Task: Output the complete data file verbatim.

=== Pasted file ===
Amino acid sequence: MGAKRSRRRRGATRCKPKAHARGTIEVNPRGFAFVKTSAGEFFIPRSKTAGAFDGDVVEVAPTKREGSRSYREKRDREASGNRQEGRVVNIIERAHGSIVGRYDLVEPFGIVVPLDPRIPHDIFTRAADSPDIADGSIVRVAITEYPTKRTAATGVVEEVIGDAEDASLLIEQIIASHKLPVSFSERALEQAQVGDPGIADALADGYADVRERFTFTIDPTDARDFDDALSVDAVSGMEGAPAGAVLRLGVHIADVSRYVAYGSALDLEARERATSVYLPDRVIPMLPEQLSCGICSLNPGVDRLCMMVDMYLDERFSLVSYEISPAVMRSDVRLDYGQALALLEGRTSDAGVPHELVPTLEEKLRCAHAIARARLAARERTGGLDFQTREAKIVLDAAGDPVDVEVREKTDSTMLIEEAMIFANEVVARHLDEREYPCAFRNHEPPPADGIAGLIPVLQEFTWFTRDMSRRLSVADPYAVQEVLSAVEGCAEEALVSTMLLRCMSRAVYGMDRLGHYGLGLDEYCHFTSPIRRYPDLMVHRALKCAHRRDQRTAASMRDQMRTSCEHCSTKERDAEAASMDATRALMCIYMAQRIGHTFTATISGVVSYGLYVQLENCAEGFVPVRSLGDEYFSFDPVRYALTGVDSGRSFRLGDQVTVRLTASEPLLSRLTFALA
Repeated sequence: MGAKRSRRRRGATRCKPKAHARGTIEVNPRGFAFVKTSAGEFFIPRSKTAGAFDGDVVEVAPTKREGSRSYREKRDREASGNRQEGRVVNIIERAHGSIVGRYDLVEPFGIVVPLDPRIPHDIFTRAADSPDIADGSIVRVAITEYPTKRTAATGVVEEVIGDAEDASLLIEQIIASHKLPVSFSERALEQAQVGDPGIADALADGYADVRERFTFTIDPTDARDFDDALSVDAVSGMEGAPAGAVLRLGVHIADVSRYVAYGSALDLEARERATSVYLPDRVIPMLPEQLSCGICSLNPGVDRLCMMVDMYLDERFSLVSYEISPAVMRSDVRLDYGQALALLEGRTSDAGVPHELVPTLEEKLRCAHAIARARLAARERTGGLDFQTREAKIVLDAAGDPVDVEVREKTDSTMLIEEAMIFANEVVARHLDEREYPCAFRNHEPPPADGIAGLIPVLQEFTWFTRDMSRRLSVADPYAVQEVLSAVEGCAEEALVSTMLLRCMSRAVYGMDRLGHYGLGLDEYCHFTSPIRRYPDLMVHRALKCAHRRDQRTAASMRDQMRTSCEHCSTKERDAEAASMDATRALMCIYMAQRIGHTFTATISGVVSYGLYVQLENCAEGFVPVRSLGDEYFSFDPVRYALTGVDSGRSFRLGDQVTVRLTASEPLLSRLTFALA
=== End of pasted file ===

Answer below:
Amino acid sequence: MGAKRSRRRRGATRCKPKAHARGTIEVNPRGFAFVKTSAGEFFIPRSKTAGAFDGDVVEVAPTKREGSRSYREKRDREASGNRQEGRVVNIIERAHGSIVGRYDLVEPFGIVVPLDPRIPHDIFTRAADSPDIADGSIVRVAITEYPTKRTAATGVVEEVIGDAEDASLLIEQIIASHKLPVSFSERALEQAQVGDPGIADALADGYADVRERFTFTIDPTDARDFDDALSVDAVSGMEGAPAGAVLRLGVHIADVSRYVAYGSALDLEARERATSVYLPDRVIPMLPEQLSCGICSLNPGVDRLCMMVDMYLDERFSLVSYEISPAVMRSDVRLDYGQALALLEGRTSDAGVPHELVPTLEEKLRCAHAIARARLAARERTGGLDFQTREAKIVLDAAGDPVDVEVREKTDSTMLIEEAMIFANEVVARHLDEREYPCAFRNHEPPPADGIAGLIPVLQEFTWFTRDMSRRLSVADPYAVQEVLSAVEGCAEEALVSTMLLRCMSRAVYGMDRLGHYGLGLDEYCHFTSPIRRYPDLMVHRALKCAHRRDQRTAASMRDQMRTSCEHCSTKERDAEAASMDATRALMCIYMAQRIGHTFTATISGVVSYGLYVQLENCAEGFVPVRSLGDEYFSFDPVRYALTGVDSGRSFRLGDQVTVRLTASEPLLSRLTFALA
Repeated sequence: MGAKRSRRRRGATRCKPKAHARGTIEVNPRGFAFVKTSAGEFFIPRSKTAGAFDGDVVEVAPTKREGSRSYREKRDREASGNRQEGRVVNIIERAHGSIVGRYDLVEPFGIVVPLDPRIPHDIFTRAADSPDIADGSIVRVAITEYPTKRTAATGVVEEVIGDAEDASLLIEQIIASHKLPVSFSERALEQAQVGDPGIADALADGYADVRERFTFTIDPTDARDFDDALSVDAVSGMEGAPAGAVLRLGVHIADVSRYVAYGSALDLEARERATSVYLPDRVIPMLPEQLSCGICSLNPGVDRLCMMVDMYLDERFSLVSYEISPAVMRSDVRLDYGQALALLEGRTSDAGVPHELVPTLEEKLRCAHAIARARLAARERTGGLDFQTREAKIVLDAAGDPVDVEVREKTDSTMLIEEAMIFANEVVARHLDEREYPCAFRNHEPPPADGIAGLIPVLQEFTWFTRDMSRRLSVADPYAVQEVLSAVEGCAEEALVSTMLLRCMSRAVYGMDRLGHYGLGLDEYCHFTSPIRRYPDLMVHRALKCAHRRDQRTAASMRDQMRTSCEHCSTKERDAEAASMDATRALMCIYMAQRIGHTFTATISGVVSYGLYVQLENCAEGFVPVRSLGDEYFSFDPVRYALTGVDSGRSFRLGDQVTVRLTASEPLLSRLTFALA